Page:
On November 13, 1985, the Nevado del Ruiz volcano in Columbia erupted, causing a massive volcanic mudslide called a lahar that flowed 30 miles down the mountain and killed 23,000 people, most of whom lived in Armero, a prosperous agricultural center known as the "white city." Only 3,000 of the city 23,000 inhabitants survived. An additional 3,000 people died in other valleys. It was the worst volcanic disaster in the history of the Americas. [Source: Bart McDowell, National Geographic, May, 1986]
Armero mudflow and ruinsThe eruption was not particularly catastrophic. The lahar was caused by the ice and snow melted by the heat of the eruption. As it slid rapidly down the steep slopes of the volcano the water picked up soil and debris and flowed into narrow river valleys that concentrated the flow into a 130-foot high wall of mud and ash that eventually covered 16 square miles.
The lahar struck Armero at 11:00pm when most people were sleeping. With the consistency of mixed concrete, the acidy mud separated into two lobes, carried buildings away and smothered people under up to 10 feet of mud. Survivors made it to high ground in the middle of town. Victims were removed with bulldozers and buried in mass graves.
The disaster was not a total surprise. Minor earthquakes and small eruptions of gas and ash had been occurring for more than a year. The entire area had been surveyed by Columbian geologists but only people near the volcano were evacuated. The disaster could have even been worse. Only 10 percent of the glaciers and ice on Nevado del Ruiz melted.
Eyewitness Accounts of the Eruption and Lahar at Nevado del Ruiz in Columbia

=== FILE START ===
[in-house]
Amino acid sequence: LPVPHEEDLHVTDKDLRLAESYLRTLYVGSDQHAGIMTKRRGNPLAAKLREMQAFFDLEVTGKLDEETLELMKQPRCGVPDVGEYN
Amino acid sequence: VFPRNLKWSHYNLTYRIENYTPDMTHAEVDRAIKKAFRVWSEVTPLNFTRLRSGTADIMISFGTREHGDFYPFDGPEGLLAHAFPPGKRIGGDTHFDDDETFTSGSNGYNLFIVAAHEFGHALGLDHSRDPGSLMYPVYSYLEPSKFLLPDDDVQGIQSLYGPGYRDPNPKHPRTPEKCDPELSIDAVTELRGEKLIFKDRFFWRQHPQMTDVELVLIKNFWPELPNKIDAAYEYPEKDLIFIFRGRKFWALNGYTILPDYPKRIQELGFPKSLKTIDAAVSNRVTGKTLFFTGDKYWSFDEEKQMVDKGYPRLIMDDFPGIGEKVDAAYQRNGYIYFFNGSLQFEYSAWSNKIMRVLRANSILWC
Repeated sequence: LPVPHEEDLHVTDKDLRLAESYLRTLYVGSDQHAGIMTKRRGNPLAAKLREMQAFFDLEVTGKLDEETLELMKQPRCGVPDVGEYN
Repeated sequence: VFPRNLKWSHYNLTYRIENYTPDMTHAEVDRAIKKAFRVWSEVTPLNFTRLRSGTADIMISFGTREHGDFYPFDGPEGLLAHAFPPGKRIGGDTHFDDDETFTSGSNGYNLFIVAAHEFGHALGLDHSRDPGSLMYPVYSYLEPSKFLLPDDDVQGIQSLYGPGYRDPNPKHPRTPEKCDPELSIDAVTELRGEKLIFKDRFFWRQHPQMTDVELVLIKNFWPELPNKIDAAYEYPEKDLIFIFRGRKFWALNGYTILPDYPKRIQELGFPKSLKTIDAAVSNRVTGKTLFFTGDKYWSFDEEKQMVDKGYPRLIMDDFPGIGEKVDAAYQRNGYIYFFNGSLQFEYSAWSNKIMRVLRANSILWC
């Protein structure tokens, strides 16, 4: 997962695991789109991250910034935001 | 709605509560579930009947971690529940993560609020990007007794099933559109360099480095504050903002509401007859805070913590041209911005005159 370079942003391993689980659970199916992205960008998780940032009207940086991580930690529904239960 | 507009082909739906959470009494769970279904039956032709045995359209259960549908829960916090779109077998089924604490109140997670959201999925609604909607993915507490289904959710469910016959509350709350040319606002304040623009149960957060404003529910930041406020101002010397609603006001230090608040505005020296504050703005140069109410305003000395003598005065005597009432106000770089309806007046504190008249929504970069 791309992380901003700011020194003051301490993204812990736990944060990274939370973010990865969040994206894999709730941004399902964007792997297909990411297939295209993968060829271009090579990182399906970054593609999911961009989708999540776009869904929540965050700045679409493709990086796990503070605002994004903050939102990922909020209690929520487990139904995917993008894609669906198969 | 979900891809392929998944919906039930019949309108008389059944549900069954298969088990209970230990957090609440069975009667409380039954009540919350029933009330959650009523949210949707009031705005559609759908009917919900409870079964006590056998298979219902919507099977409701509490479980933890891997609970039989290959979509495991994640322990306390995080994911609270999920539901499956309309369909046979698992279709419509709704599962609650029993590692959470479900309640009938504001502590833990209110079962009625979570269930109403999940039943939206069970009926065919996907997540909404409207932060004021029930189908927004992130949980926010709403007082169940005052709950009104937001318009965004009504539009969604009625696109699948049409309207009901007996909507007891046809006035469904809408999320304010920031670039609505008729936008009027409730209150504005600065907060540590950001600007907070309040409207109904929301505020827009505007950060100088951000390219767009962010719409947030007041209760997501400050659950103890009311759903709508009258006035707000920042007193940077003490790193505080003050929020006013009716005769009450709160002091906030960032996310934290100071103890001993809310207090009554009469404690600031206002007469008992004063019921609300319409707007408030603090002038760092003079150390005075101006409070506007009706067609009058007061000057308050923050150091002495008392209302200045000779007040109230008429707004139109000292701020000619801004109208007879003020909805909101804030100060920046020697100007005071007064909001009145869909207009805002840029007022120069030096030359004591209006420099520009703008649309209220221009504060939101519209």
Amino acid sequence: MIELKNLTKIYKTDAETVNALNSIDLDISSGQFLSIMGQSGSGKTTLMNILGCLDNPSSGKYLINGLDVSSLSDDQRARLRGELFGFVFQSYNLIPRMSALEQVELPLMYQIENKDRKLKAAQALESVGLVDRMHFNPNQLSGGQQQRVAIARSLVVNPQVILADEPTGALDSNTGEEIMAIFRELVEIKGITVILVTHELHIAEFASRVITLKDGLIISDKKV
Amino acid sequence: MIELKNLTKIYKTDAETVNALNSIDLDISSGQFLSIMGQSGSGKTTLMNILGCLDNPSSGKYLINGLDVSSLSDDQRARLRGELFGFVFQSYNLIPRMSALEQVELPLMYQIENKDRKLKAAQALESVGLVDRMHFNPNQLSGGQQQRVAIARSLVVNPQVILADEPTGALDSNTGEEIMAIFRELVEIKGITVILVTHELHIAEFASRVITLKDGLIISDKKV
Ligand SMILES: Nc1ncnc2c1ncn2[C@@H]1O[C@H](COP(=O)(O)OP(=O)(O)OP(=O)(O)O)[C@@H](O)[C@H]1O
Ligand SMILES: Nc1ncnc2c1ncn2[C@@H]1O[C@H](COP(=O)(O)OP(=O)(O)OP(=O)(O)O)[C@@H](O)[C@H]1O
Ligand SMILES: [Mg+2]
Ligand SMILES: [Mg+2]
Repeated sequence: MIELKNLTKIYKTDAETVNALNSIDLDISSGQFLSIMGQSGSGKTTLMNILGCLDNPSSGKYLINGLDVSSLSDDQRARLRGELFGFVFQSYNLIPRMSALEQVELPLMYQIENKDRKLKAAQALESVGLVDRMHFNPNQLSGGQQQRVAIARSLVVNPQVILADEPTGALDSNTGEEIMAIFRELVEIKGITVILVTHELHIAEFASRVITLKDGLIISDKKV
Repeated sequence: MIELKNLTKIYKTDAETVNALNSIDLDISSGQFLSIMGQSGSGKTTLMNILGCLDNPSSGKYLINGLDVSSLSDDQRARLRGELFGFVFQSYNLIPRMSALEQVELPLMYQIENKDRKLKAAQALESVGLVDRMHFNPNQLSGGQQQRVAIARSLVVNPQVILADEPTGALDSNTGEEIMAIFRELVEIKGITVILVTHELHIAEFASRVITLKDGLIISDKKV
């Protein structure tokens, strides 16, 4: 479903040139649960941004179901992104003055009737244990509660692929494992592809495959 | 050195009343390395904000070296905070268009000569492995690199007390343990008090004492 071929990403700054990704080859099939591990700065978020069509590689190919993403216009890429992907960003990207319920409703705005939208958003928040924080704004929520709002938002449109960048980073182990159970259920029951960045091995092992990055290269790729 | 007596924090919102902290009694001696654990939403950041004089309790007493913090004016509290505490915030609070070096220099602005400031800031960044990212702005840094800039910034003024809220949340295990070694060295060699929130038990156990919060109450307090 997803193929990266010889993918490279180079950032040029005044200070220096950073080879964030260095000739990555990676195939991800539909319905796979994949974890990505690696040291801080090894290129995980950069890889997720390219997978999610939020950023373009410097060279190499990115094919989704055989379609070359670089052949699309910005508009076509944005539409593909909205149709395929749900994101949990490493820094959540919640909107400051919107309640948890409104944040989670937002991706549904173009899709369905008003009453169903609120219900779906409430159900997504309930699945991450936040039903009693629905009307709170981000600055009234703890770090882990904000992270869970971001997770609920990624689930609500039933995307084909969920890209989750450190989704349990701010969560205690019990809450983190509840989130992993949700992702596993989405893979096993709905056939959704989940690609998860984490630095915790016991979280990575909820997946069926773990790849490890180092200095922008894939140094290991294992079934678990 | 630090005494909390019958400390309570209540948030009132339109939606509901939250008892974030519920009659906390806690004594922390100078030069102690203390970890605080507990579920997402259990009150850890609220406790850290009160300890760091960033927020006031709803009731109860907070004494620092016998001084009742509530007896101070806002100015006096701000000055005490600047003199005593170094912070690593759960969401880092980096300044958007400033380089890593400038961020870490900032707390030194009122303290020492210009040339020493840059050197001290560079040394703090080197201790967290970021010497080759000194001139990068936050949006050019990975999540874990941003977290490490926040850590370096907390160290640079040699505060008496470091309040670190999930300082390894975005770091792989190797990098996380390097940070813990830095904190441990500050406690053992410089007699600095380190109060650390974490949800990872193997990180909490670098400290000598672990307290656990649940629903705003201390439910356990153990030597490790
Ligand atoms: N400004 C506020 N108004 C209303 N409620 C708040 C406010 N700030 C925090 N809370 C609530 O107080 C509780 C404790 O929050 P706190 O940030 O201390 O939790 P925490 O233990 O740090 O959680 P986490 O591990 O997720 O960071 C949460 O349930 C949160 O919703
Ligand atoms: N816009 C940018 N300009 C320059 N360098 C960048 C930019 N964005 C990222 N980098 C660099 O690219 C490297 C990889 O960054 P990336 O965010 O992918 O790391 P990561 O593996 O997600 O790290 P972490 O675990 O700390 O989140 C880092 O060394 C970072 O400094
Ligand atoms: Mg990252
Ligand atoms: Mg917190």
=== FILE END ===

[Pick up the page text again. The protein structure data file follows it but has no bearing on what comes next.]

The Nevado del Ruiz eruption occurred around 3:00pm. One survivor who lived near the volcano told National Geographic, "we heard an explosion and saw a column of ash"; a little past 9:00pm "it was stronger and the earth shook — not like a tremor, but a rocking motion." "Yes, at 9 it arrived like vengeance, and we believed everything would be destroyed — finished!" "The stones began to fall and it was also raining. "The stones were hot." Some were the size of soccer balls."
A survivor in Amero said ash began falling on the town at 5:30pm. It was "very soft, like sand" and had a "strong smell of sulfur." Later as the local radio station assured people there was no problem they watched television and went to bed. "Then one of my uncles came and said, 'Get the truck! Move the whole family out!' But another uncle said, 'No — get a hold of yourself!' And he went back to bed."
"At 11:05 the lights went out. I held matches to see my watch. And at 11:15 the mud came like a cloud. People screamed, 'The world is ending!' We ran upstairs to our terraces, but we saw another house collapsing. So we rushed outside, though my grandmother had just had an operation and could not run. A friend took my hand and dragged me faster toward a hill. I looked back and saw my grandmother and aunt and uncle embracing each other. I do not want to be selfish, but I only thought about saving myself. I ran. The mud would catch up, and we would run faster. When we reached the hill, we saw Armero disappear in 15 minutes."
The survivor spent three days on a hill without food or water and escaped after the mud had hardened. She went to a town searching for her family. "I cleaned mud from 29 bodies so I could recognize them," she said, "but none were my family. These are things of God."
Another survivor told National Geographic, the mud flow "came in circles like batter in a blender. It turned me inside the mud, then brought me out. I rode on top of the thing at a very speed, holding on to a car. And then it left me on the side of a hill." Another woman said she watched her children "floating like corks and screaming." Twice she reached out for her baby" and touched her little hand, but the mud made her slip away.
One man said he heard about a man who lost an arm and both legs. "When he learned that all his family had been lost, he used his good hand to cut his throat."
Nevado del Ruiz hazard map
Image Sources: Wikimedia Commons, United States Geological Survey (USGS)
Text Sources: United States Geological Survey (USGS), New York Times, Washington Post, Los Angeles Times, Times of London, Yomiuri Shimbun, The Guardian, National Geographic, The New Yorker, Time, Newsweek, Reuters, AP, Lonely Planet Guides, Compton’s Encyclopedia and various books and other publications.
Last updated April 2022